Although this may be an unpopular opinion, I wasn’t quite blown away at the International Spy Museum. I thought that the museum prepared beautiful, colorful, and lively exhibitions but I couldn’t help but feel like I missed a certain depth in the information. The part where I felt like the museum did the best job with effective storytelling was the James Bond exhibit, “Exquisitely Evil: Fifty Years of James Bond Villains.”
The exhibition had quite a bit of depth: long videos to help introduce the cast of characters, some great text panels, and tons of objects that were used in the actual films. I particularly enjoyed seeing the teeth that Jaws wore in several of the Bond films.
Villain Jaws’ teeth from the Bond movies
Dress worn by female villain, Elektra King
It was very disappointing to hear that this exhibit would not return to the new building. I understood, of course, since the museum actually didn’t own any of these objects. Perhaps that is where some of the issues lie for the Spy Museum. The museum was littered with great, short and interesting stories. However, as a visitor, I felt I missed out on the context and often yearned for collection objects to correspond to such stories.
Story of Garbo at the Spy Museum
One such example was the story featured above in the photograph. I had never heard of a man that fabricated an entire spy network to fool the Germans. I thought that this was such an interesting and unique story, but beyond the photograph on the panel, the museum didn’t provide much else. The museum set up the scene for great stories, but didn’t actually follow through with them. It was also overwhelming to jump from story to story within the same gallery.
It was refreshing to hear from the staff that they are aware of this problem and are intending to deepen the visitor experience in the new museum building.
Today, we went to the Smithsonian American Art Museum (SAAM)/ National Portrait Gallery (NPG) and also were able to tour the Lunder Conservation Center. Although I have visited this museum before, I was excited to see the space again. I had forgotten how vibrant the colors were and the variety of the collection.
“Jane Adams,” National Portrait Gallery, Smithsonian Institution. Location: S322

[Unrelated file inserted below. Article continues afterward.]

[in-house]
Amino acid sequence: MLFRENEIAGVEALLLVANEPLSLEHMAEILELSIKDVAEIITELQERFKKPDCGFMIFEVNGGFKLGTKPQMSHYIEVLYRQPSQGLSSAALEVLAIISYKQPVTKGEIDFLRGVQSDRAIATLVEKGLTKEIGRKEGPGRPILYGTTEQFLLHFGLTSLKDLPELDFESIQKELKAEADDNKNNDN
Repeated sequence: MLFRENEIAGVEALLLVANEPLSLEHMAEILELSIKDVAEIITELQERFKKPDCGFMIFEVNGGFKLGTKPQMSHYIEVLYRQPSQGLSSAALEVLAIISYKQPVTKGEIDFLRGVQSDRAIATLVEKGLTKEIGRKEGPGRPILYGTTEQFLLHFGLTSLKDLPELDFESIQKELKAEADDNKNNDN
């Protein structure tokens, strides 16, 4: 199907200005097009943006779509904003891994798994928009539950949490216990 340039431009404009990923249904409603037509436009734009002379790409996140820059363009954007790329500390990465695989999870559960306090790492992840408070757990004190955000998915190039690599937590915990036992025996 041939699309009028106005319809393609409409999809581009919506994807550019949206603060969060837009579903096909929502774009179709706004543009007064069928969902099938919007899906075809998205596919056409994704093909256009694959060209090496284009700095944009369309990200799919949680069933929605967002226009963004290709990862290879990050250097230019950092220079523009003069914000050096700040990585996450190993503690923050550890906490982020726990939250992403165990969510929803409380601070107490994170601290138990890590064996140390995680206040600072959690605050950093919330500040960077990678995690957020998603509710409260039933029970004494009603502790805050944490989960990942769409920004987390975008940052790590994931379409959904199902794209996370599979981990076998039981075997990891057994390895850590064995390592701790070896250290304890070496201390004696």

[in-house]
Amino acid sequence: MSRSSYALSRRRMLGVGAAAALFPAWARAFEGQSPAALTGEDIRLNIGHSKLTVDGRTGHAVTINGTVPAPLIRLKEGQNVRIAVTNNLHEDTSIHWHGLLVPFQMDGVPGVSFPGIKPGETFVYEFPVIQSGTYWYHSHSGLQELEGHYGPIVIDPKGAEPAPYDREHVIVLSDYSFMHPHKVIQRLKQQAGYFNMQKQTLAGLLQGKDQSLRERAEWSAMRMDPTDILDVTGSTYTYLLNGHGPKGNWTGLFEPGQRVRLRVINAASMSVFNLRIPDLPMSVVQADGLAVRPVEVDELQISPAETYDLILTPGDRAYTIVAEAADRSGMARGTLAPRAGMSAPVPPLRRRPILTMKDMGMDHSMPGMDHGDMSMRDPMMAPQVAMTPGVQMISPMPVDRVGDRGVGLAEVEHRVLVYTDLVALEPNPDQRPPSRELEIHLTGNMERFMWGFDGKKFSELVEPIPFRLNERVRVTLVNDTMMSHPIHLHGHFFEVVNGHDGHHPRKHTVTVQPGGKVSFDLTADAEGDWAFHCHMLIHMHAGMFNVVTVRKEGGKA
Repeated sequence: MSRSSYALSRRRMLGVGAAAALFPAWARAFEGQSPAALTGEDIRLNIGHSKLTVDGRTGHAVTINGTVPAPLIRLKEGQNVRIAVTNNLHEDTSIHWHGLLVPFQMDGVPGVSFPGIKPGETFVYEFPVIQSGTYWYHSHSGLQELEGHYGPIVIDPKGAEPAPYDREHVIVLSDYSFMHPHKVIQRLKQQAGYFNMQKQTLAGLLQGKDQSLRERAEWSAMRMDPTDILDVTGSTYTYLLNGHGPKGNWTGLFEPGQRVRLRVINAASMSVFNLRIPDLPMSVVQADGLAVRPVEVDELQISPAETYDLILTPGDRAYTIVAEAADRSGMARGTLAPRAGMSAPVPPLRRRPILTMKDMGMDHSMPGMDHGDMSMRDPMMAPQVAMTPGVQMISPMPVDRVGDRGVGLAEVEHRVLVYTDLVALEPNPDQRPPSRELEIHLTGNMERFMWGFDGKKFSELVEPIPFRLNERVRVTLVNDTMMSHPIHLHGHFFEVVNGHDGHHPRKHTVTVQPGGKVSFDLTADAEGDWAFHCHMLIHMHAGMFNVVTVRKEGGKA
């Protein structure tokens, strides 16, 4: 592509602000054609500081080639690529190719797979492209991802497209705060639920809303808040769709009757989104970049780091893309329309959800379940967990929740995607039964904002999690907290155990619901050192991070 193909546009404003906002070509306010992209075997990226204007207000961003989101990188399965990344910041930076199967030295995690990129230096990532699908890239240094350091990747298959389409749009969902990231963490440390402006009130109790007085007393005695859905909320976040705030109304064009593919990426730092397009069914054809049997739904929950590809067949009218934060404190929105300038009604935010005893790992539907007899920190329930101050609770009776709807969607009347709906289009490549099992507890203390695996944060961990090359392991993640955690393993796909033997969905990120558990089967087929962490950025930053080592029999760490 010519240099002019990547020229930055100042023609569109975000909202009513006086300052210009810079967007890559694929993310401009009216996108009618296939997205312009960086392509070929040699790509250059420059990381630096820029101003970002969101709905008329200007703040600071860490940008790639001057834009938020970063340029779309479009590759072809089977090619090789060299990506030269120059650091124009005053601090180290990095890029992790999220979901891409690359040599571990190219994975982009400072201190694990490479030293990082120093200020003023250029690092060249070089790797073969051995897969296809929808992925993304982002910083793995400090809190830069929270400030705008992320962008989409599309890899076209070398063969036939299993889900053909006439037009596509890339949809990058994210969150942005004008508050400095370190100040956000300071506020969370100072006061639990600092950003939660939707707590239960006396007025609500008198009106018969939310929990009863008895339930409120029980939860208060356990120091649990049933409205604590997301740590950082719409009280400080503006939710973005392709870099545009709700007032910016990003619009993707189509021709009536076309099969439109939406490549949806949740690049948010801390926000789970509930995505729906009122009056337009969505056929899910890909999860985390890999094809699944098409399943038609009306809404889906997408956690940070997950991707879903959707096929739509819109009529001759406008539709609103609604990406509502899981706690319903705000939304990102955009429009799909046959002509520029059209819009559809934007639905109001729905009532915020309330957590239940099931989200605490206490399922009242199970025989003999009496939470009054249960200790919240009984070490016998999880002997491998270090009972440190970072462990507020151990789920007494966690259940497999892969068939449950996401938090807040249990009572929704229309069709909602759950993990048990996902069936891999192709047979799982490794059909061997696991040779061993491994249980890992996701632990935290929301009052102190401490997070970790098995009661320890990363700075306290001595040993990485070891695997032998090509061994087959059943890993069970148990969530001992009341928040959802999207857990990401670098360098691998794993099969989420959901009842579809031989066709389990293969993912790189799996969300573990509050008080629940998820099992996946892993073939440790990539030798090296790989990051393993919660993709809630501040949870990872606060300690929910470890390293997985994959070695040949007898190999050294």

My favorite thing today was the story-telling activity. I chose the Julia Adams (1860-1935) portrait pictured above. I didn’t know who Julia Adams was prior to reading the panel. However, what struck me about the painting was her expression. She seems to be very focused and firm. Instead of looking straight ahead at the viewer, she keeps her gaze to the side and fixed on the road ahead. I also got the sense that she seemed somewhat tired. After reading the panel’s information, I came to the conclusion that it might have been done intentionally. Adams was one of the first women to receive a college degree. In the nineteenth-century, this certainly would have been quite a feat. No doubt, she overcame many challenges in order to meet her goals.
“Eudora Alice Welty,” National Portrait Gallery, Smithsonian Institution. Location: S342
My partner chose the portrait of Eudora Welty (1909-2001), a woman from Mississippi who was an accomplished author and Pulitzer prize winner. Together, we combined the stories of these two collection objects to create an entirely new story. Surprisingly, it wasn’t much of a stretch to intertwine these two portraits.
We presented a mother and daughter story. Jane Adams, acted as the mother to Eudora Welty. From the portrait and object label, we concluded that Adams would be eager to reminisce her struggles and experiences to her daughter during her last moments on earth. As a writer, we believed that Welty would be eager to write down her mothers’ words and later become inspired by them.
Although Adams lived in Illinois and Welty in Mississippi, the story seemed very plausible. The women were very similar; they were trailblazers and a great example of female determination. Both worked hard to complete great accomplishments. I was glad for this exercise today because I realized just how powerful museum objects are. Museum objects can show common struggles and experiences. It was a great warm up for our group project, where we will need to intertwine three museum objects to tell a greater American story.